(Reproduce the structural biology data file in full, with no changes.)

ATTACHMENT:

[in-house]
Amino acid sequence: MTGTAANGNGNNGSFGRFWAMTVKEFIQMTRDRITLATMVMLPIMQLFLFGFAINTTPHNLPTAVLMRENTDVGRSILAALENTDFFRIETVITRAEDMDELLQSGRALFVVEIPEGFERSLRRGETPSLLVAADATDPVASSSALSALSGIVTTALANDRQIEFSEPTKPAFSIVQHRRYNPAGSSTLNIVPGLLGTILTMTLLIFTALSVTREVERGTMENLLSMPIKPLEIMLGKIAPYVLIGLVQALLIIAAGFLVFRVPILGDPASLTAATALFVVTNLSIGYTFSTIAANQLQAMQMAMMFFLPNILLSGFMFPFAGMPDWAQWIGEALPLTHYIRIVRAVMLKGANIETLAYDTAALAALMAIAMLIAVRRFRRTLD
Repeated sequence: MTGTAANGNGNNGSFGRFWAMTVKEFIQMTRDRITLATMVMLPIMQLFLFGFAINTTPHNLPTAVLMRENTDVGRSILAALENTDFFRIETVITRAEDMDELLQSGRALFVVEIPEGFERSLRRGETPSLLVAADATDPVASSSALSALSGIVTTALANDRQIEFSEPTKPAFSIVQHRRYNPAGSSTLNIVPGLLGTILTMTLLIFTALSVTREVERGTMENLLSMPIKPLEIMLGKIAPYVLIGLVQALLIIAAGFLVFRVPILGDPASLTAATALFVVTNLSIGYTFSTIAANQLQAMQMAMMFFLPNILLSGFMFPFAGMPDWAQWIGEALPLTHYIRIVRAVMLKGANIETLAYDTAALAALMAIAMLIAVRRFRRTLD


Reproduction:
[in-house]
Amino acid sequence: MTGTAANGNGNNGSFGRFWAMTVKEFIQMTRDRITLATMVMLPIMQLFLFGFAINTTPHNLPTAVLMRENTDVGRSILAALENTDFFRIETVITRAEDMDELLQSGRALFVVEIPEGFERSLRRGETPSLLVAADATDPVASSSALSALSGIVTTALANDRQIEFSEPTKPAFSIVQHRRYNPAGSSTLNIVPGLLGTILTMTLLIFTALSVTREVERGTMENLLSMPIKPLEIMLGKIAPYVLIGLVQALLIIAAGFLVFRVPILGDPASLTAATALFVVTNLSIGYTFSTIAANQLQAMQMAMMFFLPNILLSGFMFPFAGMPDWAQWIGEALPLTHYIRIVRAVMLKGANIETLAYDTAALAALMAIAMLIAVRRFRRTLD
Repeated sequence: MTGTAANGNGNNGSFGRFWAMTVKEFIQMTRDRITLATMVMLPIMQLFLFGFAINTTPHNLPTAVLMRENTDVGRSILAALENTDFFRIETVITRAEDMDELLQSGRALFVVEIPEGFERSLRRGETPSLLVAADATDPVASSSALSALSGIVTTALANDRQIEFSEPTKPAFSIVQHRRYNPAGSSTLNIVPGLLGTILTMTLLIFTALSVTREVERGTMENLLSMPIKPLEIMLGKIAPYVLIGLVQALLIIAAGFLVFRVPILGDPASLTAATALFVVTNLSIGYTFSTIAANQLQAMQMAMMFFLPNILLSGFMFPFAGMPDWAQWIGEALPLTHYIRIVRAVMLKGANIETLAYDTAALAALMAIAMLIAVRRFRRTLD